A similar estimate but a complete list (alphabetic by county name) for Washington can be seen at

http://silverwolfwushu.com/Coronavirus_Washington_counties_actuals_October.html

The figures are very likely to be low, alas. I am currently NOT factoring in the effects of evacuations due to fires, individual respiratory system insults due to smoke, the interaction with influenza, changes to COVID-19 itself or the possibility of reinfection. In addition, long-term damage due to COVID-19 is unknown but suspected. Keep up the zinc, vitamin C and vitamin D!

Fires, flu and the future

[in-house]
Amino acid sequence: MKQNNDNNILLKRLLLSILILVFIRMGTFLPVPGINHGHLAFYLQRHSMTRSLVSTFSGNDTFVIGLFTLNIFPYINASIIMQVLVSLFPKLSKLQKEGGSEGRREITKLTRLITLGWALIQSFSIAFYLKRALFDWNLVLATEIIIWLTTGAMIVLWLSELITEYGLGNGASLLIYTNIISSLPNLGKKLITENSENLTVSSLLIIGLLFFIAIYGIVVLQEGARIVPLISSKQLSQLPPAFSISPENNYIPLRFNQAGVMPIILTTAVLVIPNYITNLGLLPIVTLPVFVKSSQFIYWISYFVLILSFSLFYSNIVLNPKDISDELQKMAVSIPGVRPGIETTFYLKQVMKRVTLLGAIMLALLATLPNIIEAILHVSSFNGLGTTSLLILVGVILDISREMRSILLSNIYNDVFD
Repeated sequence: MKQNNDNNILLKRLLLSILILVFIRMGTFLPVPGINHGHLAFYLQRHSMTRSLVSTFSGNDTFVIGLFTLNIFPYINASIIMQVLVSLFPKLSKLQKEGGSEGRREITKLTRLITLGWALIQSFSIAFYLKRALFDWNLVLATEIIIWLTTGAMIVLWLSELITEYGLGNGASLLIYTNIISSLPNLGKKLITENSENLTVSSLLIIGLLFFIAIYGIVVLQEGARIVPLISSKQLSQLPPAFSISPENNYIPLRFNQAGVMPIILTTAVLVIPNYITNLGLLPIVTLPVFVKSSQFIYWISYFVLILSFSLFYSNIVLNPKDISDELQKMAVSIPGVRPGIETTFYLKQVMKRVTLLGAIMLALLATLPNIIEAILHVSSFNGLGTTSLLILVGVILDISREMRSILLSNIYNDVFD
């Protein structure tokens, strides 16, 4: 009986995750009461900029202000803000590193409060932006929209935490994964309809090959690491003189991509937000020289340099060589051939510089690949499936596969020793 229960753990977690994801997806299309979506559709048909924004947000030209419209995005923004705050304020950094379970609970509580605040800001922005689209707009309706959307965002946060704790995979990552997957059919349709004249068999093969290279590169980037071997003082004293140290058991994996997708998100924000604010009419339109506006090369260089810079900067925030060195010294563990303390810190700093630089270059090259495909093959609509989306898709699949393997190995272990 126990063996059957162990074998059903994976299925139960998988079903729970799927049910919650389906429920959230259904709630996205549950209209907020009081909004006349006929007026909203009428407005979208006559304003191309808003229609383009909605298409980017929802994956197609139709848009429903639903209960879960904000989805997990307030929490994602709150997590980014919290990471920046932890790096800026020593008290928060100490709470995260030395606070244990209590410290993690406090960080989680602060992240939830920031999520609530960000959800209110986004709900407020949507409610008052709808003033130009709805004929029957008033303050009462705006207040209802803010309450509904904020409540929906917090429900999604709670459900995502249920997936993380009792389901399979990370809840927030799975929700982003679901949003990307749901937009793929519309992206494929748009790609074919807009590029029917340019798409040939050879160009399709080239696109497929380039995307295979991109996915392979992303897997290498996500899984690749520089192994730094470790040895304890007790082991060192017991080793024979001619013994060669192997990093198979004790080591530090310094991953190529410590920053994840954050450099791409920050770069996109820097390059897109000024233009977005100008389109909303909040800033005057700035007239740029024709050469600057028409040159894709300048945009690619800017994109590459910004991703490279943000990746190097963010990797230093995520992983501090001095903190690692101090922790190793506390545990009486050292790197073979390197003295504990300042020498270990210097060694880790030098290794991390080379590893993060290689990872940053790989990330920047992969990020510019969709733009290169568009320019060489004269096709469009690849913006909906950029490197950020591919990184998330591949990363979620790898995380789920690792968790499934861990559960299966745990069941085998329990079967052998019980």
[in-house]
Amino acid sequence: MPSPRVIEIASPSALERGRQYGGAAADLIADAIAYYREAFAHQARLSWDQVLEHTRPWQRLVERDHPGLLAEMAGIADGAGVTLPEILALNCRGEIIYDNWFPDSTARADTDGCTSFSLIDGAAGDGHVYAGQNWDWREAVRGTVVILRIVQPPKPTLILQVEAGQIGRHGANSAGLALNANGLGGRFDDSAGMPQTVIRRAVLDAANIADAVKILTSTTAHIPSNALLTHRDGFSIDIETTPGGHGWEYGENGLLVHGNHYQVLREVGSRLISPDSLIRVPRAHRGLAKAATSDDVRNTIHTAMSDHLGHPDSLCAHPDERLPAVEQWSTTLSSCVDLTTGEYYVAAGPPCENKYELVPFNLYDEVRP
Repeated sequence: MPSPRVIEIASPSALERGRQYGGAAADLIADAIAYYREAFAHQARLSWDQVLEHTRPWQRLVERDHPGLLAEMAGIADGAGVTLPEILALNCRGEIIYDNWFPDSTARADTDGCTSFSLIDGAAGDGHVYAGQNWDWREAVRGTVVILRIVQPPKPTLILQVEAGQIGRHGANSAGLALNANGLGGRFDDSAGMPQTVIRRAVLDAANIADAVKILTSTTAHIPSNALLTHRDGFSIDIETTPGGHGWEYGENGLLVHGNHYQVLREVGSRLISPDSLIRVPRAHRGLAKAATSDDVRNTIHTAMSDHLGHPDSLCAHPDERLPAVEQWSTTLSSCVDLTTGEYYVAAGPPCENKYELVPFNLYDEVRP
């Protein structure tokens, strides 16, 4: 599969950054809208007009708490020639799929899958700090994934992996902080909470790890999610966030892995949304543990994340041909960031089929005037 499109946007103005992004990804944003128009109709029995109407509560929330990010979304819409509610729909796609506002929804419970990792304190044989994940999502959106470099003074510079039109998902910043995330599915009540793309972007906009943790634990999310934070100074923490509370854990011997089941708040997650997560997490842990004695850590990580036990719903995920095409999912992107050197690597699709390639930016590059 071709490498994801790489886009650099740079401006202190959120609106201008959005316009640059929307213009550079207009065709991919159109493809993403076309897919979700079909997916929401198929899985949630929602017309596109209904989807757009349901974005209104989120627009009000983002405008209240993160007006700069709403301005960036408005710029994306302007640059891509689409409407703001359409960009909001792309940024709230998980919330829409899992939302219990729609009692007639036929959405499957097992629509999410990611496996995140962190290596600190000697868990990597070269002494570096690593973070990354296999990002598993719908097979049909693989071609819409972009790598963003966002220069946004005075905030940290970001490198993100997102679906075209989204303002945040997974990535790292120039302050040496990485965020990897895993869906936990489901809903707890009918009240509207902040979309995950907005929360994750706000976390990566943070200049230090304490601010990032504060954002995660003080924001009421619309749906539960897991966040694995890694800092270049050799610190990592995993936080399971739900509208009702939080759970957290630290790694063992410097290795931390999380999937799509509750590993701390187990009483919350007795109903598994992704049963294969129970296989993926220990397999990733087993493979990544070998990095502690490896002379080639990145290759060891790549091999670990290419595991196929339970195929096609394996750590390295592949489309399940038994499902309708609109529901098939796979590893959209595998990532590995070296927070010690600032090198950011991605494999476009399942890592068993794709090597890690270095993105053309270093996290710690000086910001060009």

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Three of the five United States Pacific Ocean states – California, Oregon and Washington – have had significant wildfires. That means the Commonwealth of the Northern Mariana Islands (Sankattan Siha Na Islas Mariånas) , Guam, American Samoa, Hawaii and Alaska do NOT have to deal with smoke and evacuations. Currently, California has had almost four million acres burn – out of a total area of just over one hundred million acres. This is something of a ‘triple witch’ – the shade, oxygen addition and carbon dioxide reduction provided by trees is reduced; the air quality declines due to the smoke and people are somewhat randomly but intensively commingled due to evacuations and displacements. These are all advantages for the coronaviruses.